OAKLAND – California Attorney General Rob Bonta today announced the guilty plea of a Norco, California woman accused of committing financial elder abuse against a resident of an assisted-living facility in Riverside County. The defendant, who assisted elderly clients with their finances and living arrangements, was granted Power of Attorney (POA) by her victim. As POA, she failed to act on behalf of her client, and instead used her position to gain access to the victim’s funds for her own personal gain. Abusing her role as POA, the defendant defrauded the victim of more than $260,000 in total. Today, the defendant pled guilty to one count of elder abuse and one count of money laundering and has been sentenced to three years in local prison. The defendant has also been ordered to pay nearly $300,000 in restitution, which includes restitution to an additional victim.
“Stealing from elders and deliberately mismanaging their finances is a heinous crime,” said Attorney General Bonta. “Our elders deserve to be treated with dignity, not as puppets to further the agendas of selfish individuals. The California Department of Justice is committed to defending the rights of our most vulnerable and holding their abusers accountable.”
The California Department of Justice (DOJ) worked in collaboration with the Hemet Police Department and Riverside County Adult Protective Services after the two agencies linked the defendant to suspicious financial conduct with the elderly victim’s finances. Records obtained from the assisted-living facility confirmed that the defendant was the POA and responsible party for her victim. Billing records revealed that facility board and care costs were not being paid by the defendant, putting the victim — who was over 65 years old, dependent, and suffering from an impaired cognitive condition — at risk of eviction. Forensic auditing by DOJ showed the victim had sufficient funds to pay for care, but the funds were diverted by the defendant for her own personal gain.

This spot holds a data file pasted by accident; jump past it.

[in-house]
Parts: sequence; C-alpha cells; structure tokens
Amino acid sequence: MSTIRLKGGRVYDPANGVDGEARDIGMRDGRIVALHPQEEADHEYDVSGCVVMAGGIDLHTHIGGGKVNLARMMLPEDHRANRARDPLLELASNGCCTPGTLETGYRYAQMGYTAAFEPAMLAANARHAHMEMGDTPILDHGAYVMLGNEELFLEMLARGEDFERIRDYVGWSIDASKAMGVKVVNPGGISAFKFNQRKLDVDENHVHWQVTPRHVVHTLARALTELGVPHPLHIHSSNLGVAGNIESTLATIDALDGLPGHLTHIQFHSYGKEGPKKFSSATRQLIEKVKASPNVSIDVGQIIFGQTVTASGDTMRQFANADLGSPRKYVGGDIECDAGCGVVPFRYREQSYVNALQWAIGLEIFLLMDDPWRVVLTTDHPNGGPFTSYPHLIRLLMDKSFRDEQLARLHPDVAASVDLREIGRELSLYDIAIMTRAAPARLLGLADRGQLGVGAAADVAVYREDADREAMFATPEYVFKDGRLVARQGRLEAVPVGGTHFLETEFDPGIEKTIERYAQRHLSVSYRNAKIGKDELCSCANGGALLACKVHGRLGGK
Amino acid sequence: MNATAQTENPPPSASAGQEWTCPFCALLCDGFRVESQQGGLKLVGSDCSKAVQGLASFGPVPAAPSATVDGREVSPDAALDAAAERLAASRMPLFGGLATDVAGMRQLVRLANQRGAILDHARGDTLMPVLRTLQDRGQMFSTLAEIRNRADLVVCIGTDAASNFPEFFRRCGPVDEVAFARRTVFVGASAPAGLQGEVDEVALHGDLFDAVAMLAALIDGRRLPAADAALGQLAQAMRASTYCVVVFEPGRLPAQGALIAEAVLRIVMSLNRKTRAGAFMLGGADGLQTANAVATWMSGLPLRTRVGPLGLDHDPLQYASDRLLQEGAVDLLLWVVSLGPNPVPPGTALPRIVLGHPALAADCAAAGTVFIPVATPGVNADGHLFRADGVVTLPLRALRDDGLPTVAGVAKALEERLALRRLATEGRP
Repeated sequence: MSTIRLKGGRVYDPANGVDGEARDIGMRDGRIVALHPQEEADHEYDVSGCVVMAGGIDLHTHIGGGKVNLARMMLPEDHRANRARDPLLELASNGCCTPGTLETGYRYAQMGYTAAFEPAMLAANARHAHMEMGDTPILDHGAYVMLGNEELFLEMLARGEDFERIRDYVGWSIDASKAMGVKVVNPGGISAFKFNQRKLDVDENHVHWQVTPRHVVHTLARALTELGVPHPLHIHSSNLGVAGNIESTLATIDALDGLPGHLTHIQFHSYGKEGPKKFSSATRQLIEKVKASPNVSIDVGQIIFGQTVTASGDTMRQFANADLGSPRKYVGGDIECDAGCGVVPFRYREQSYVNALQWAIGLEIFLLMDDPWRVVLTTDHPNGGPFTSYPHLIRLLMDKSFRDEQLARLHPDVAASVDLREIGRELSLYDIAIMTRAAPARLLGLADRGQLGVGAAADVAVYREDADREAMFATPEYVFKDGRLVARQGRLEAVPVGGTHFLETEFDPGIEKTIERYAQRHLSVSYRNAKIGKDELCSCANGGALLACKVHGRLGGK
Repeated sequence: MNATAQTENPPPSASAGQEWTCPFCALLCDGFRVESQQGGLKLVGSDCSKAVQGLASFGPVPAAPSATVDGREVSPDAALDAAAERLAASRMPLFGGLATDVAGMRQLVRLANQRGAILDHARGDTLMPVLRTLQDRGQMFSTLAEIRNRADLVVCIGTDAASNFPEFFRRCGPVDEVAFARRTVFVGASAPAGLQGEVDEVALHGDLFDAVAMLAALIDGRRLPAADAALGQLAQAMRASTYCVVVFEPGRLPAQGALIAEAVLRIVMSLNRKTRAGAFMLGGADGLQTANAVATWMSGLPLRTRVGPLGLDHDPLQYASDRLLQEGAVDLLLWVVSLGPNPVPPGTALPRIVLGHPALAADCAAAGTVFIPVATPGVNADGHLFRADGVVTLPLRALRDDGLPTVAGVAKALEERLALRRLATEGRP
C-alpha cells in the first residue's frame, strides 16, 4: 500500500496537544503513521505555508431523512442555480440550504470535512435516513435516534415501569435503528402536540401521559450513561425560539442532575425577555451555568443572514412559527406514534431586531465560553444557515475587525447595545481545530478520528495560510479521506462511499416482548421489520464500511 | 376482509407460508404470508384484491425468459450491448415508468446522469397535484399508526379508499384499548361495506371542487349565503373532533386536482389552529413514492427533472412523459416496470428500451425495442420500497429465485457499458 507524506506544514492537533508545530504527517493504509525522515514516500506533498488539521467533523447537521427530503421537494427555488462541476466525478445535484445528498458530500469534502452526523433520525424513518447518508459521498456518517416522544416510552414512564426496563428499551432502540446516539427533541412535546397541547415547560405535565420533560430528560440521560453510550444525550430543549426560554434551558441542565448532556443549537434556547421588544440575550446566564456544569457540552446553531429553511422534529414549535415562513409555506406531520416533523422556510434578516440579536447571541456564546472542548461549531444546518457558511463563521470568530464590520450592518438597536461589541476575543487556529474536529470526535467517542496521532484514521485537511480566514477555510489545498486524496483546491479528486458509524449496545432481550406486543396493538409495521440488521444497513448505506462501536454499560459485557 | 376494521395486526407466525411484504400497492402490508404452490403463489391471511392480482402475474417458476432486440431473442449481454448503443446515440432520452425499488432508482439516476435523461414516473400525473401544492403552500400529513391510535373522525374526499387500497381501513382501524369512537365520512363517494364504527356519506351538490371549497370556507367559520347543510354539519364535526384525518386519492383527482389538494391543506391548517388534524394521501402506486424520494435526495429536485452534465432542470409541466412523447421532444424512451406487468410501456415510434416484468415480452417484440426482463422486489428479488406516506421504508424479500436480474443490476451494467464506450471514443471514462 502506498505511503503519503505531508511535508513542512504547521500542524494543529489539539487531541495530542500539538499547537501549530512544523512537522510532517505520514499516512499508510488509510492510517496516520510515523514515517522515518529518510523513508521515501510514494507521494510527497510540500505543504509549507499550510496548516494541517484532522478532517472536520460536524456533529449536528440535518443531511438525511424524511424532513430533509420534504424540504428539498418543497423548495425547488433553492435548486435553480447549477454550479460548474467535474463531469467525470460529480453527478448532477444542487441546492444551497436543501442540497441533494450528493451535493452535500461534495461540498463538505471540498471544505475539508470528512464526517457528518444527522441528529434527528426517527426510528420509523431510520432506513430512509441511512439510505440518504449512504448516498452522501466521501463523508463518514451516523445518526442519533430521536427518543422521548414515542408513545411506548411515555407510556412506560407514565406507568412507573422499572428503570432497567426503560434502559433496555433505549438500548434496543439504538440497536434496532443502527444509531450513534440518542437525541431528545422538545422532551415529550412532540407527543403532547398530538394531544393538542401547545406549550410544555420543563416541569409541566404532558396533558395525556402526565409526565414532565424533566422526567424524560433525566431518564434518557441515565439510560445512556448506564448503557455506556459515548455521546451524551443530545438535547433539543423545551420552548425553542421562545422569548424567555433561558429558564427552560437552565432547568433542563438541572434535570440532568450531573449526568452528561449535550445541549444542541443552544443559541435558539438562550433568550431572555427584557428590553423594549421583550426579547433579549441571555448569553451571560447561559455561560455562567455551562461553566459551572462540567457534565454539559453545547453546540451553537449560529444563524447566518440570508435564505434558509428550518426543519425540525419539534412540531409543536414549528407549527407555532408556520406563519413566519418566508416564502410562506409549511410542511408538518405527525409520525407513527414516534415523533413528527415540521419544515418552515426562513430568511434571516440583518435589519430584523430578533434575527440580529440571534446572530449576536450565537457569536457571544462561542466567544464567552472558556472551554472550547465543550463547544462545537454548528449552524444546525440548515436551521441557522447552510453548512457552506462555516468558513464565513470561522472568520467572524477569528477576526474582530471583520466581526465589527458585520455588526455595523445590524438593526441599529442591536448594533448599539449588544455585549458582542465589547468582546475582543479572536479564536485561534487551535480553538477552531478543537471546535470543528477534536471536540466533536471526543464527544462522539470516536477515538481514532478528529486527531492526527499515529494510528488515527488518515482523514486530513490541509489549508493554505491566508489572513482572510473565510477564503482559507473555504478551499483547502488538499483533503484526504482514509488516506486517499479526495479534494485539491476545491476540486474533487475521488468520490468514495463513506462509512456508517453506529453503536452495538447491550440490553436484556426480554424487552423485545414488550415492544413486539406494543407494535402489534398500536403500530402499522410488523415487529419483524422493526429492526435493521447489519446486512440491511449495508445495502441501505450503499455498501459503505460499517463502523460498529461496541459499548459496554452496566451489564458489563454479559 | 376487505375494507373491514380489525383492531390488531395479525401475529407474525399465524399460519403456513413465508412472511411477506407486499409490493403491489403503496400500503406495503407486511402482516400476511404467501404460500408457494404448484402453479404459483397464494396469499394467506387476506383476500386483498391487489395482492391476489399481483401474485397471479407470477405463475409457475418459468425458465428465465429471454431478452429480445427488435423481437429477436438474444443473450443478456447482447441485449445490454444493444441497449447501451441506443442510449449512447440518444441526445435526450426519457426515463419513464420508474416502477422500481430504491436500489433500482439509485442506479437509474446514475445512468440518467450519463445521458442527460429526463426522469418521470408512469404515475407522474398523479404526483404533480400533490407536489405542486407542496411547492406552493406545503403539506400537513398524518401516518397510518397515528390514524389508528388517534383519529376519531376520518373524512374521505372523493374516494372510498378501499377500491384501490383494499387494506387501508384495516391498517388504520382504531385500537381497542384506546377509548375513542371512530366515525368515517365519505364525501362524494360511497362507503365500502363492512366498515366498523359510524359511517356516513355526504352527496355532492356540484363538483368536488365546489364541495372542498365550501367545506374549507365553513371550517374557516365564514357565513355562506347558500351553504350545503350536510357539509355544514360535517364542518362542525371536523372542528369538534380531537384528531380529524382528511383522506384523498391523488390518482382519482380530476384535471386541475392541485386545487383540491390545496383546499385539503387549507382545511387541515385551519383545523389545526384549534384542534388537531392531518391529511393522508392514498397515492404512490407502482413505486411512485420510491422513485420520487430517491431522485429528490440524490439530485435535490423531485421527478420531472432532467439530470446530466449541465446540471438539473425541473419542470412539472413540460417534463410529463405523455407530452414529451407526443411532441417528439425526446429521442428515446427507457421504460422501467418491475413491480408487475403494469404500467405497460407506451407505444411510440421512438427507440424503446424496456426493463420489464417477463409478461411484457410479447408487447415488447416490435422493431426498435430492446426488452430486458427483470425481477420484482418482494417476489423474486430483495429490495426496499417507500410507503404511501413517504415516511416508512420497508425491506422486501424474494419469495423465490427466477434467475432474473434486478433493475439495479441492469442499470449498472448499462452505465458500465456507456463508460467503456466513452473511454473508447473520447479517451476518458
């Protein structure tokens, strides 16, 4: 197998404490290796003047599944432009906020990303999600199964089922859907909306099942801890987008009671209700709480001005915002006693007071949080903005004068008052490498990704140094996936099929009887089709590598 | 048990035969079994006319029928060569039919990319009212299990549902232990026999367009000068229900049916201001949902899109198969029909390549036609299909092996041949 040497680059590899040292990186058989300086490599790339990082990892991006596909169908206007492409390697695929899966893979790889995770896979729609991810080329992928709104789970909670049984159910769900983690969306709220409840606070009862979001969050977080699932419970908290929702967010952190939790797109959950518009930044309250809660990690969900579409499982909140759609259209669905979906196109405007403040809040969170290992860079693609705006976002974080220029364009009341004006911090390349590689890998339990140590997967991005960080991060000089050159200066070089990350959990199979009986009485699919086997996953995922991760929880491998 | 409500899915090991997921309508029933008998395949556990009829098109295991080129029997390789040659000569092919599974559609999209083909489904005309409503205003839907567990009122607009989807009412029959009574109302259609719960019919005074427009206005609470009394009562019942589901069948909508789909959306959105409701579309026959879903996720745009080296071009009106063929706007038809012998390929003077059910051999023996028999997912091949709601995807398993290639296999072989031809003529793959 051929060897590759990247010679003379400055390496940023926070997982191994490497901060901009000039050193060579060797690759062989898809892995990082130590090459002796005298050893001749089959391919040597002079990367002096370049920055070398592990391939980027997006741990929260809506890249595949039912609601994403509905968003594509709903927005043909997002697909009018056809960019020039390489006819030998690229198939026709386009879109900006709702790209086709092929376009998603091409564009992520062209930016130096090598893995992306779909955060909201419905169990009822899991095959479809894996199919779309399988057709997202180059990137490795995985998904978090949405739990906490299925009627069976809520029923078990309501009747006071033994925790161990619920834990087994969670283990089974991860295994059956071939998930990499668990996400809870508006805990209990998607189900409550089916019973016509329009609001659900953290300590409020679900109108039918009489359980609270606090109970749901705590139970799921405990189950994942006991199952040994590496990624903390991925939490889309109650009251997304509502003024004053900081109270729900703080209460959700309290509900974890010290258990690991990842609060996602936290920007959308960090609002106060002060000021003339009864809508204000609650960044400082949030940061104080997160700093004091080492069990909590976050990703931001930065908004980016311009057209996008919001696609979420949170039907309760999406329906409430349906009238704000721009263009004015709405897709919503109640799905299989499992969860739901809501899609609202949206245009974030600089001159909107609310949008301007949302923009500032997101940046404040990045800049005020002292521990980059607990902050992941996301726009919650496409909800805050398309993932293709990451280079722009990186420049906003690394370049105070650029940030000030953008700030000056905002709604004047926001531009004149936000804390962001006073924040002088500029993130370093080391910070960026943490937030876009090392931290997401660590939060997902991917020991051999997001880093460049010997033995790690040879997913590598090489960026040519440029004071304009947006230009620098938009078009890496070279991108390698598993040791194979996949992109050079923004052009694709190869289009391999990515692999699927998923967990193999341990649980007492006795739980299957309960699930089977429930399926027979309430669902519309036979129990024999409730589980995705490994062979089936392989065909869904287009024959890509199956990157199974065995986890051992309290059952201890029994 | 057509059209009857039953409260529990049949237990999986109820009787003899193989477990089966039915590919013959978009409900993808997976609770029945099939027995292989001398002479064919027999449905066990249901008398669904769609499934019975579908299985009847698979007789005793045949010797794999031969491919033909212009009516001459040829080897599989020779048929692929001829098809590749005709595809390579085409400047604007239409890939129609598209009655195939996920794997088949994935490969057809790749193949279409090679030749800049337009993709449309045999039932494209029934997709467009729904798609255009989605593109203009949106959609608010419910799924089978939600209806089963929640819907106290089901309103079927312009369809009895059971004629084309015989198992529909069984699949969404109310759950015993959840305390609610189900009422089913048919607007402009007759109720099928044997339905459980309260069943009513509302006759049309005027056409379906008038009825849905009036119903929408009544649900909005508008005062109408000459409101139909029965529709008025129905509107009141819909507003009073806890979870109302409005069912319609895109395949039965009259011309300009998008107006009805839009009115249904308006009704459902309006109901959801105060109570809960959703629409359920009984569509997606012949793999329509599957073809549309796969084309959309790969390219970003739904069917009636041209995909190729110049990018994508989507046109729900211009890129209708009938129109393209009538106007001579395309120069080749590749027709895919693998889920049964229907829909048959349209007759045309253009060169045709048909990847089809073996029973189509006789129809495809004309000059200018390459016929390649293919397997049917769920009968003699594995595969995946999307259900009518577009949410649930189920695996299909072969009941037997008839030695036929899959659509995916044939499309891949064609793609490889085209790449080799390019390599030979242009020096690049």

The criminal investigation conducted by DOJ's Division of Medi-Cal Fraud and Elder Abuse (DMFEA) resulted in the filing of eight felony charges against the defendant by the Office of the Attorney General, as well as her arrest on January 11, 2021. Through DMFEA, the Attorney General’s Office works to protect Californians by investigating and prosecuting those who perpetrate fraud on the Medi-Cal program. DMFEA also investigates and prosecutes those responsible for abuse, neglect, and fraud committed against elderly and dependent adults across the state. DMFEA regularly works with whistleblowers, the California Department of Health Care Services, and local law enforcement agencies in its investigations and prosecutions.
A copy of the complaint is available here.
DMFEA receives 75% of its funding from the U.S. Department of Health and Human Services under a grant award totaling $50,522,020 for federal fiscal year 2021-2022. The remaining 25% is funded by the State of California. The federal fiscal year is defined as October 1, 2021 through September 30, 2022.